This blog post is being written on the lands of Virginia’s Indigenous people, Cheroenhaka (Nottoway), Chickahominy, East Chickahominy, Mattaponi, Monacan, Nansemond, Nottoway, Pamunkey, Patawomeck, Upper Mattaponi, and Rappahannock tribes. It is important to acknowledge that the Library of Virginia rests on the land that belongs to Indigenous peoples, specifically the ancestral lands of the Powhatan. To learn more information about the Powhatan visit: National Park Service’s Chronology of Powhatan Indian Activity, Virginia Indian Digital Archive, and Encyclopedia Virginia. To learn what land you reside on, visit Native Land Digital.1
CONTENT WARNING: Materials in the Library of Virginia’s collections contain historical terms, phrases, and images that are offensive to modern readers. These include demeaning and dehumanizing references to race, ethnicity, and nationality; enslaved or free status; physical and mental ability; religion; sex; and sexual orientation and gender identity.
When white women gained the right to vote in 1920 due to the passage of the Nineteenth Amendment, most Indigenous peoples were not considered citizens of the United States and thus could not vote. Most Americans would assume that once the Fourteenth Amendment was passed by Congress in 1868, all persons born, or naturalized in the United States were granted citizenship.2 That assumption is incorrect. Indigenous peoples, like all marginalized people living in the United States, had to fight for the right to be seen as citizens and the right to vote.
Because some Indigenous peoples had paid taxes, given up tribal affiliations, and lived within the boundaries of the United States, they believed that they could partake in their civic duty of voting. However, John Elk of Omaha learned this was not the case. In 1884, the U.S. Supreme Court ruled in Elk v. Wilkins that
the alien and dependent condition of the members of the Indian tribes could not be put off at their own will without the action or assent of the United States. They were never deemed citizens of the United States, except under explicit provision of treaty or statute to that effect, either declaring a certain tribe, or such member of it as chose to remain behind on the removal of the tribe westward, to be citizens, or authorizing individuals of particular tubes to become citizens on application to a court to the United States for naturalization and satisfactory proof of fitness for civilized life.3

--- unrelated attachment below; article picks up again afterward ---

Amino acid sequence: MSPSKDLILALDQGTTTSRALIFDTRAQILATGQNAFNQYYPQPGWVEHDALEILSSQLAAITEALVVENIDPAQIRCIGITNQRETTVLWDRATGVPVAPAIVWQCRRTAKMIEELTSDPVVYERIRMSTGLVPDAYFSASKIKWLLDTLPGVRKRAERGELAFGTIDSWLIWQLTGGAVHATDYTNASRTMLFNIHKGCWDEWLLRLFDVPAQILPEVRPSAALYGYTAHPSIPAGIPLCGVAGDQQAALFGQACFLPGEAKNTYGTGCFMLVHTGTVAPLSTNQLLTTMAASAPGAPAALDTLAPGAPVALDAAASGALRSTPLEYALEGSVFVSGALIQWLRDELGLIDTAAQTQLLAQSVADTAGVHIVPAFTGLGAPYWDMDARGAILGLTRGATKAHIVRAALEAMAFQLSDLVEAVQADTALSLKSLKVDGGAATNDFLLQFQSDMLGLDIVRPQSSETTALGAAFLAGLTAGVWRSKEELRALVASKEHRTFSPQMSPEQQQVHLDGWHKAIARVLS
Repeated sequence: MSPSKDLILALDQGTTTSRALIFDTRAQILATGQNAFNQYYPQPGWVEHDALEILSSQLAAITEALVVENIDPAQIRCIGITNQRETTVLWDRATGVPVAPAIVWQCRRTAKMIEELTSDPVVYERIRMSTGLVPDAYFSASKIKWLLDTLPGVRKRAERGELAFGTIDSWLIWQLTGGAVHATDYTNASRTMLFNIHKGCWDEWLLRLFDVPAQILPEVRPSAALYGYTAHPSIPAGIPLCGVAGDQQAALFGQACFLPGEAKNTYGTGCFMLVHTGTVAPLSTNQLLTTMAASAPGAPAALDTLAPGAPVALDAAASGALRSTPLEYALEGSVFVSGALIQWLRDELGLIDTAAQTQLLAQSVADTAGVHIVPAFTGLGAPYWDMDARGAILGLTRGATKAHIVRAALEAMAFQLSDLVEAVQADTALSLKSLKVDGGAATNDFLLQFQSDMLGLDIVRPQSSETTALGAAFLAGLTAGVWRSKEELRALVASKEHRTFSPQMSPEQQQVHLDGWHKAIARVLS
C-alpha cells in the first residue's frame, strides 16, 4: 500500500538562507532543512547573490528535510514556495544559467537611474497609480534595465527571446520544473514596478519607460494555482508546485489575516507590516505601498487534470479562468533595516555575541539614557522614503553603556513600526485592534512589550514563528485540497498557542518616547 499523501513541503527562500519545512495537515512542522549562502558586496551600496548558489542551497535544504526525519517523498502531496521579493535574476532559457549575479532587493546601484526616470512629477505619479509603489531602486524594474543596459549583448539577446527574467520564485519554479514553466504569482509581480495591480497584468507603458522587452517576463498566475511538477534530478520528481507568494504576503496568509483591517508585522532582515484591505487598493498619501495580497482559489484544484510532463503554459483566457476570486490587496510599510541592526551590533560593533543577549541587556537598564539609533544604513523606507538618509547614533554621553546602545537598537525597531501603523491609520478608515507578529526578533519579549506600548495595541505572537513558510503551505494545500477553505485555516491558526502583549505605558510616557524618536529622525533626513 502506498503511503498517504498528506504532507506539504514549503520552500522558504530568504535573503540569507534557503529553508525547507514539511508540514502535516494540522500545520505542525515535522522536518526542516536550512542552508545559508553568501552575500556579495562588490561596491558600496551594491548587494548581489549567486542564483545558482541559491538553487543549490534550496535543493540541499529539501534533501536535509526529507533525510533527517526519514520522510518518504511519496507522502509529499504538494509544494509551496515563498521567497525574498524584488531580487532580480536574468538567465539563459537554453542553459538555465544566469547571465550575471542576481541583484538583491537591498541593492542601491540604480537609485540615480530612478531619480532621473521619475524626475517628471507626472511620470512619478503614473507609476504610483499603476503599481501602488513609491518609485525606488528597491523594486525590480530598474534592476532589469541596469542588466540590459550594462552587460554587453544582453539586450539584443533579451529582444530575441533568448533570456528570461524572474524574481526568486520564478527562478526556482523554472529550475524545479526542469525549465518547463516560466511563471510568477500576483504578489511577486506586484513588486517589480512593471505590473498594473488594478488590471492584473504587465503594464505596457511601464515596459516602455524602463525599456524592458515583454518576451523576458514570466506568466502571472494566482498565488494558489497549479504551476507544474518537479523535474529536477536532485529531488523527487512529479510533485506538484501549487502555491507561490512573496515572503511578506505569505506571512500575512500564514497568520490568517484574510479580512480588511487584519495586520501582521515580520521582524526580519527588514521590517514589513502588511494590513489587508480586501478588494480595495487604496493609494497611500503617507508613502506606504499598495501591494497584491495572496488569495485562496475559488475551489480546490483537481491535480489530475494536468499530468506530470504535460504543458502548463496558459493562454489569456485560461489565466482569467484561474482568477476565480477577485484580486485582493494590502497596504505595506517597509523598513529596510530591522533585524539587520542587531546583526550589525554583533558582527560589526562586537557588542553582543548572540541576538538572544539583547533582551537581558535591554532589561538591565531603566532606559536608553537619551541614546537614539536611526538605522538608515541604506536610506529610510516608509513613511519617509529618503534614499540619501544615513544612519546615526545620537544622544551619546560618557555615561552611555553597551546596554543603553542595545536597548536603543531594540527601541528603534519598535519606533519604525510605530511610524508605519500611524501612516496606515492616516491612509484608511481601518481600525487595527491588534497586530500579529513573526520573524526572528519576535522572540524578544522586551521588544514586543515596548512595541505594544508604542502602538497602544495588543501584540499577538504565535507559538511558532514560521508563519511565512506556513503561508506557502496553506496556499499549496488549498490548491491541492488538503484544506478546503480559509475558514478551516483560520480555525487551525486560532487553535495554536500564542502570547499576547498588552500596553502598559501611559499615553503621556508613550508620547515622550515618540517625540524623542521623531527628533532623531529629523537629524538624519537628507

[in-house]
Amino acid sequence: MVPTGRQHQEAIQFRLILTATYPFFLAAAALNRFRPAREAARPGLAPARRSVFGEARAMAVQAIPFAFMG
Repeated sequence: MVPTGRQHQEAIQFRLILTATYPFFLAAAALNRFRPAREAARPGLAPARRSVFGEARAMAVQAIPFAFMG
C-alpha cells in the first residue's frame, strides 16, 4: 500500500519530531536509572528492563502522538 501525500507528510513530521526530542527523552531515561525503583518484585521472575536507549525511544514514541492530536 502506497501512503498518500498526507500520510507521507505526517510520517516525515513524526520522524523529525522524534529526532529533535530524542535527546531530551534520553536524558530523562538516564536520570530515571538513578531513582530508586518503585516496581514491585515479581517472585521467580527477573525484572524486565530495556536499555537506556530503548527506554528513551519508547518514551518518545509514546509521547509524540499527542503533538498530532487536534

This decision struck a blow to Indigenous peoples and added to the many injustices they experienced at the hands of the United States government.
It was not until 1924, when President Calvin Coolidge signed into law the Indian Citizenship Act, that Indigenous peoples throughout the United States gained official citizenship and voting rights.4 The act stated “that all non-citizen Indians born within the territorial limits of the United States be, and they are hereby, declared to be citizens of the United States.”5 While this act provided legal recognition to thousands of Indigenous peoples, it was only the first step to achieving the inalienable rights proclaimed in the Declaration of Independence and enshrined in the Constitution.
During the Jim Crow era, state legislatures throughout the South enacted laws to limit or disenfranchise Indigenous voters. The tactics included imposing literacy tests, forcing Indigenous people to relinquish tribal affiliations, or requiring them to pay a poll tax for “the three years preceding an election,” prior to voting.6 Indigenous peoples had to decide if they would give up their Indigenous identities to be approved by mainstream America or keep their Indigenous identity and not have their voices recognized.